The Court of Appeals of Georgia, Georgia’s intermediate appellate court, wrote about a topic I touched on two years ago. In an extremely short opinion, this Georgia court was faced with the question of how far lawyers can go in referencing biblical passages in the Bible or other religious texts. The Defendant in Powell v. State appealed his conviction for aggravated assault. Defendant only had two issue on appeal. The first was an evidentiary issue the court did not have to address because the defense attorney did not actually object to the question at trial.
The second issue on appeal was more interesting: to what extent can lawyers use the Bible and other religious texts or quotes from religious leaders at trial? Given what I guess was inconsistent statements made by the witness, the prosecutor said in closing:
[L]et me call your attention to Matthew, Mark, Luke and John, four books of Bible, first four books in the New Testament. They all have a little minor inconsistency between each of them, here and there, and that’s because of perspective. But what do we call those four books of the Bible, ladies and gentlemen? We call them the gospel truth, ladies and gentlemen, the gospel truth.
In Reptile, which is probably the leading source book on trying plaintiffs’ personal injury cases, Biblical references are appropriate and should be used at trial. The premise is simple: most of us believe in God and view the world – to varying degrees – from the lens of faith. This is true for many of us who don’t wear sweater vests. Obviously true for people who wear their religion on their sleeve. (Not saying that is a bad thing, but you know what I mean.) So the rules of Scripture command authority as the “ultimate rules” for not only the faithful but the agnostic and even atheists. The latter idea – that atheists won’t be offended – is a big point for trial lawyers who don’t want to antagonize a jury in their final opportunity to plead their case.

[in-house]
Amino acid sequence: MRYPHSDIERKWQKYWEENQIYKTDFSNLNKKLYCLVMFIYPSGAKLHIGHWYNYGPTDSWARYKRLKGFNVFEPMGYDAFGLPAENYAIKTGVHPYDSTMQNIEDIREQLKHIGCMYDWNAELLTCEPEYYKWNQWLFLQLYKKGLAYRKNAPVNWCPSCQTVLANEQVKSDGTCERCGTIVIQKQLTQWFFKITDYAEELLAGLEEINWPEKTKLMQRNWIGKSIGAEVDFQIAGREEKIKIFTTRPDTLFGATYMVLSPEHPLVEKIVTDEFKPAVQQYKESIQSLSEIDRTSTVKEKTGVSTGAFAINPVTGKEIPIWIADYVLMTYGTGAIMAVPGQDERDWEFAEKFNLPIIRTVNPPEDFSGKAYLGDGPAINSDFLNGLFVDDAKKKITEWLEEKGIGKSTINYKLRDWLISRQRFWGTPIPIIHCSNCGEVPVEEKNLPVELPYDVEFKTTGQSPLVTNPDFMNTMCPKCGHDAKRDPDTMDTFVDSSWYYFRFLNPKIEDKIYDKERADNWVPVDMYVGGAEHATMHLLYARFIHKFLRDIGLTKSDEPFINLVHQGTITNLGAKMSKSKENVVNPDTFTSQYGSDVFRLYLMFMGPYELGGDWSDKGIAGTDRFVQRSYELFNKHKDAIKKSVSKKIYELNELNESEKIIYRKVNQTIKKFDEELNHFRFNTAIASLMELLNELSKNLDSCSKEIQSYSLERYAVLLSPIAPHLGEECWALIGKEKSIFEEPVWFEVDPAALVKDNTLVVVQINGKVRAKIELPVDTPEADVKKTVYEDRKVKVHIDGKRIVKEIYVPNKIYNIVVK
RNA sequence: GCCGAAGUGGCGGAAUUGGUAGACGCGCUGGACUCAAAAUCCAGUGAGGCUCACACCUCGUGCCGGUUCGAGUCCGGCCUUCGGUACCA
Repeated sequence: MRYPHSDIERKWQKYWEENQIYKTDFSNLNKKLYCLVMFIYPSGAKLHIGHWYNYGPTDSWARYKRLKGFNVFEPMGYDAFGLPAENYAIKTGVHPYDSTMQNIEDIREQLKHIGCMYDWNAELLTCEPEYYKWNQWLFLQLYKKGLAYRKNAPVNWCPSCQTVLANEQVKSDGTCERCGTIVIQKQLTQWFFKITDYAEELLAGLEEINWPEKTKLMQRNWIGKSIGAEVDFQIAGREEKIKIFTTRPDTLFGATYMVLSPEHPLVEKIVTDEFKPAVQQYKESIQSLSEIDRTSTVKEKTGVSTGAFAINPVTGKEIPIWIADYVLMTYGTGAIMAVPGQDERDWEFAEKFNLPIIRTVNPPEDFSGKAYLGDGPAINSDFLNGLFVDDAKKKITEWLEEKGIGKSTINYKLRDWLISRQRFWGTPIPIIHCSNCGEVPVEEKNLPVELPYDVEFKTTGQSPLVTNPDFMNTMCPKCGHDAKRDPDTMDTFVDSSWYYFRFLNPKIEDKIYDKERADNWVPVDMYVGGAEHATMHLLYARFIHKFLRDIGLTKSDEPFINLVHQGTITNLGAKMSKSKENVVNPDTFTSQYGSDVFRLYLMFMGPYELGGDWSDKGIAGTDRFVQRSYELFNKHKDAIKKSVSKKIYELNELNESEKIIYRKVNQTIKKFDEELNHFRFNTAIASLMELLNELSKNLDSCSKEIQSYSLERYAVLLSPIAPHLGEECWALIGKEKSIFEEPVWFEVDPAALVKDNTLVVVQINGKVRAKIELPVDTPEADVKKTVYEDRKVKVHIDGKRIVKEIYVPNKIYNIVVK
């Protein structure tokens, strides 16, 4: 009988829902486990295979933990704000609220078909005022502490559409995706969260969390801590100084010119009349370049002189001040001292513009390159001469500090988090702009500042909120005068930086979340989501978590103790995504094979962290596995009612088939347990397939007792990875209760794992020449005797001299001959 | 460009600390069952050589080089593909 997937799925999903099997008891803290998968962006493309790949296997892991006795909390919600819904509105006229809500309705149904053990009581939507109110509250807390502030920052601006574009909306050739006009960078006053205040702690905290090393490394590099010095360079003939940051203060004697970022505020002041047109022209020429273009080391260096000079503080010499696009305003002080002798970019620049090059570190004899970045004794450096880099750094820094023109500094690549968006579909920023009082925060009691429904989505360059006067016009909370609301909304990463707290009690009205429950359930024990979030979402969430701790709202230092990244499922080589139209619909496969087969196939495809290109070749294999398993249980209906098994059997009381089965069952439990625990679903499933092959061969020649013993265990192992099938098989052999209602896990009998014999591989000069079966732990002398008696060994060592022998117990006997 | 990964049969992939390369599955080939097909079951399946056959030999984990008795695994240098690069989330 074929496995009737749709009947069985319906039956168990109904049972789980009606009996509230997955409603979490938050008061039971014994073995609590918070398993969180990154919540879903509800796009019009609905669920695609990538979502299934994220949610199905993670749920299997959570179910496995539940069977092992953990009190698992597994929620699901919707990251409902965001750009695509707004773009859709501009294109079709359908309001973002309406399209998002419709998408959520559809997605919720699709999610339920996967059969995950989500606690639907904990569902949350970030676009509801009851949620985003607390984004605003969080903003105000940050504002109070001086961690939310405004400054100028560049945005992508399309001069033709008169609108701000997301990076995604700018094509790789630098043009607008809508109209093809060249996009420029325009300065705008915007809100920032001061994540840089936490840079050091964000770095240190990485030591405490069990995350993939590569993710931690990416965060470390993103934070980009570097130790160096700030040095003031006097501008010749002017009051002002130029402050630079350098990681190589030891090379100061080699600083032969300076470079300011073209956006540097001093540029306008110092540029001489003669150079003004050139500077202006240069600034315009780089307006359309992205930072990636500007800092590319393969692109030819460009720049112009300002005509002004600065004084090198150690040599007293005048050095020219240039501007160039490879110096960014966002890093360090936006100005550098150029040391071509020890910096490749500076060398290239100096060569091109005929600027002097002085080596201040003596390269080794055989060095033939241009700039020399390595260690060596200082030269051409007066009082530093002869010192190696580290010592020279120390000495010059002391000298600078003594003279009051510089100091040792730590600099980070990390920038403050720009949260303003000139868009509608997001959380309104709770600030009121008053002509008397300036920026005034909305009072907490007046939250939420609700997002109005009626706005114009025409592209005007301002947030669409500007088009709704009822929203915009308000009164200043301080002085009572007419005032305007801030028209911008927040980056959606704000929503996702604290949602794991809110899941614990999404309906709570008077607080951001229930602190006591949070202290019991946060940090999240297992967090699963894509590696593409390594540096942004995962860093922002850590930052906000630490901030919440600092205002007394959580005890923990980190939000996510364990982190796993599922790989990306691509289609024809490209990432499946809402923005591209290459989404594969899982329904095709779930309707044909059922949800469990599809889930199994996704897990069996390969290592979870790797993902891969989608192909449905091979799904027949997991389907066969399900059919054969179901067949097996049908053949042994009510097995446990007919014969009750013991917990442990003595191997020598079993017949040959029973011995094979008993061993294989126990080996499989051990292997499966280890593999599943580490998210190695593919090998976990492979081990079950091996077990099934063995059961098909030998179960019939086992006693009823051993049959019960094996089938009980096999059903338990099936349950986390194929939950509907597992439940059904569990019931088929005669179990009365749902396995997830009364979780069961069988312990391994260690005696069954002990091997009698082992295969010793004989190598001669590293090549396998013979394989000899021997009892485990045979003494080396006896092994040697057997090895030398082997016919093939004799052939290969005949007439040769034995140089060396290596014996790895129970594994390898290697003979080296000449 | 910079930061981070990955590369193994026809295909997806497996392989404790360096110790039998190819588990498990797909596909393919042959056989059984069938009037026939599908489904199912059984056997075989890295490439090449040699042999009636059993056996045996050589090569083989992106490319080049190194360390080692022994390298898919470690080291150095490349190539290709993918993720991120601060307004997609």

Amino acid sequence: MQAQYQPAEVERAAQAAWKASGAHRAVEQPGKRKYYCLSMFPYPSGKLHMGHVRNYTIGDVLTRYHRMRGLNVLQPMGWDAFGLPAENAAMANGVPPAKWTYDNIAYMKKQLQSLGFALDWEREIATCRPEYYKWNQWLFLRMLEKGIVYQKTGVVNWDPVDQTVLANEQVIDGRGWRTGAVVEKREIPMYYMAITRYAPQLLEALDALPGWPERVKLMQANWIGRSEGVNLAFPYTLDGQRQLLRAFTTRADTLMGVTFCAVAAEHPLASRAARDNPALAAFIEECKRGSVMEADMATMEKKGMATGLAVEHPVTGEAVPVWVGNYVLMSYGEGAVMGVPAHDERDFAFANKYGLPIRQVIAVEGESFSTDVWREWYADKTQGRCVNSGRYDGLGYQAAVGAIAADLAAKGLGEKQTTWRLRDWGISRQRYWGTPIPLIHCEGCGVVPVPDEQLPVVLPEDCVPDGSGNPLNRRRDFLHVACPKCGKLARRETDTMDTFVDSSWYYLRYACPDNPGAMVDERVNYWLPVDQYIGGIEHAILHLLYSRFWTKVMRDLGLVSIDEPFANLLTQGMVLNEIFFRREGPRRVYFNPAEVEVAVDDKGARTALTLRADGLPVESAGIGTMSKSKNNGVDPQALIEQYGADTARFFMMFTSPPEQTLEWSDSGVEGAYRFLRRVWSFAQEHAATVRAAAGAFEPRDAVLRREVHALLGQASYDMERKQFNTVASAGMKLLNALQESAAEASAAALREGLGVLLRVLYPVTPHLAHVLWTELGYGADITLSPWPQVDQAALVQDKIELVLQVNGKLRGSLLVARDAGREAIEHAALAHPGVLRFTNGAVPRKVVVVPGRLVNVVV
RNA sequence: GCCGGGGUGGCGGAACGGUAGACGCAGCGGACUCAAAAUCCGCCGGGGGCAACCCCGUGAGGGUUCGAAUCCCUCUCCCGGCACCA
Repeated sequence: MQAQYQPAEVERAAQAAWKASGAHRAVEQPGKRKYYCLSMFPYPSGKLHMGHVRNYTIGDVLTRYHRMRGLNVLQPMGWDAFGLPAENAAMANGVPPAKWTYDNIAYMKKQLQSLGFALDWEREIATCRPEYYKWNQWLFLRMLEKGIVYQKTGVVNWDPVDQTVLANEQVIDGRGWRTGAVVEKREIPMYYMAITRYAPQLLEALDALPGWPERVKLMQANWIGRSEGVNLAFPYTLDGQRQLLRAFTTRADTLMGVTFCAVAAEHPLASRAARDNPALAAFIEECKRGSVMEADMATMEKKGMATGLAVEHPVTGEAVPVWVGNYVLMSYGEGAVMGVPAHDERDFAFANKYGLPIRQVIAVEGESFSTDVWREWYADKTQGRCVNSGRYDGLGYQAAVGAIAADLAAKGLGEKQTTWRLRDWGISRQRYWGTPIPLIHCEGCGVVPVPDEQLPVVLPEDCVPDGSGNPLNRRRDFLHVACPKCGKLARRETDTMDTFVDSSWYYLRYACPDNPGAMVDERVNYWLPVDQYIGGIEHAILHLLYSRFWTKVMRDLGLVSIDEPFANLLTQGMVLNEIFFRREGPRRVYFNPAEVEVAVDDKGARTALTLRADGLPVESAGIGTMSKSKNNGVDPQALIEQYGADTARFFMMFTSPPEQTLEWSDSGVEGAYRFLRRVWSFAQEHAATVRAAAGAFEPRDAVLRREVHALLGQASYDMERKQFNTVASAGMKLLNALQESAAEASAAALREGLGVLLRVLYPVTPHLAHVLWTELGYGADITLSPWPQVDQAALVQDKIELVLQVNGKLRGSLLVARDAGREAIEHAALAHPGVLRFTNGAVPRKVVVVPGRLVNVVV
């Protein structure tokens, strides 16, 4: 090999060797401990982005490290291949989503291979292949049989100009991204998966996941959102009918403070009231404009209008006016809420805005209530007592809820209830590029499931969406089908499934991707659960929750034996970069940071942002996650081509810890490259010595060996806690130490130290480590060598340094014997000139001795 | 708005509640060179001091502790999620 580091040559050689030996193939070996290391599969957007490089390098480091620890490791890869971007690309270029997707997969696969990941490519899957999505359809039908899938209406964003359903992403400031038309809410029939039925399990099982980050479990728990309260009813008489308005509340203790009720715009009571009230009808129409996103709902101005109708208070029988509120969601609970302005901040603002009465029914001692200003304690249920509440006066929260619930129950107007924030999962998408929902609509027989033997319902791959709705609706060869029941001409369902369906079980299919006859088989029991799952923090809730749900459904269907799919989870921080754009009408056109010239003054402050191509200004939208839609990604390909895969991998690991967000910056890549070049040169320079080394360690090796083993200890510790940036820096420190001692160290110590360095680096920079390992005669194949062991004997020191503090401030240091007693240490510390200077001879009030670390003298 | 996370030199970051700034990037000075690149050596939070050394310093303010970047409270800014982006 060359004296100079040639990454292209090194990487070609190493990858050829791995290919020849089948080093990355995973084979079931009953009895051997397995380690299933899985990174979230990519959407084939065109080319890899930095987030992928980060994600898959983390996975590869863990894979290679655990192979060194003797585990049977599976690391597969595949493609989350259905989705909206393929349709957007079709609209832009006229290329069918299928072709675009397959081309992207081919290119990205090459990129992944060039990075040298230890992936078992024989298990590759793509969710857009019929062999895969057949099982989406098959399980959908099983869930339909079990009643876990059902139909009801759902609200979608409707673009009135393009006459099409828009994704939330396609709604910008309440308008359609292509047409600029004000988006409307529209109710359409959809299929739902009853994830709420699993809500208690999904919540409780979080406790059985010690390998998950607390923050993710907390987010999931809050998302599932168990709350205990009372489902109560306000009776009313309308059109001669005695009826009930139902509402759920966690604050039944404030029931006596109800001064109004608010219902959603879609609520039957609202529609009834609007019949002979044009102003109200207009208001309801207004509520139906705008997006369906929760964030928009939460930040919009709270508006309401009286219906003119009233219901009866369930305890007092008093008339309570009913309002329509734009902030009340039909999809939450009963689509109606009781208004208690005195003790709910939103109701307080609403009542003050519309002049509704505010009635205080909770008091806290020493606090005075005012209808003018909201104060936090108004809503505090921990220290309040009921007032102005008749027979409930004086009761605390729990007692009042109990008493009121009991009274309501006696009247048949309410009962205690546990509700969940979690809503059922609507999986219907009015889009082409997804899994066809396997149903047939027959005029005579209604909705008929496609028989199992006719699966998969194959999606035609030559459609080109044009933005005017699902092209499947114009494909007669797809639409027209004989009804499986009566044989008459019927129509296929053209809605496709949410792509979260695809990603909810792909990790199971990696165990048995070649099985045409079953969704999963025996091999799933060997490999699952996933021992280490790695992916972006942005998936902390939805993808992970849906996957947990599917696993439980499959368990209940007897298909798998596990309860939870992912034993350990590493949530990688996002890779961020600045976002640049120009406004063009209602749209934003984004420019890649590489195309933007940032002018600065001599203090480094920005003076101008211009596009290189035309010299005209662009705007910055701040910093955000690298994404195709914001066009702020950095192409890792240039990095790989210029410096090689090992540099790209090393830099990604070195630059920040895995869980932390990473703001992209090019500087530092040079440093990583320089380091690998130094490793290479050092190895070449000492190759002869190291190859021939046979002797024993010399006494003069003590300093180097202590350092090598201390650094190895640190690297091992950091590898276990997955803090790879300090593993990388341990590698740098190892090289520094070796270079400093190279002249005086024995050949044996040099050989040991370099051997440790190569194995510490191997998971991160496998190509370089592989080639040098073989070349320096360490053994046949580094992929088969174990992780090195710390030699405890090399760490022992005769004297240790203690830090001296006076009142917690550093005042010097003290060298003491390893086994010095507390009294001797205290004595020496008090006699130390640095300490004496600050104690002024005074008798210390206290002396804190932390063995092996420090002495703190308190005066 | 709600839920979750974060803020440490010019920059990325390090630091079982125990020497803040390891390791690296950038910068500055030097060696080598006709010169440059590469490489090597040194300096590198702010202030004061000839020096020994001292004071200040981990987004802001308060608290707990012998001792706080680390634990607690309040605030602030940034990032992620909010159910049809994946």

The Georgia appellate court took what I thought was an easy way out, finding that the argument was not allowable because jurors were not asked to base their decision on religious principles. Which is how is it always going to be. The court said the prosecutor did not “exhort jurors to reach a verdict on religious grounds.” Well, no duh. No lawyer is going to be silly enough to say that you should give your verdict as a matter of religious faith. Any Biblical reference is going to be in the same margin this one was.
I wish the court had just said “Biblical references are fair game.” Because they are. If I can quote George Washington at trial, you can’t discriminate against Jesus because he is believed by many to be the Son of God. What a goofy cut off that would be.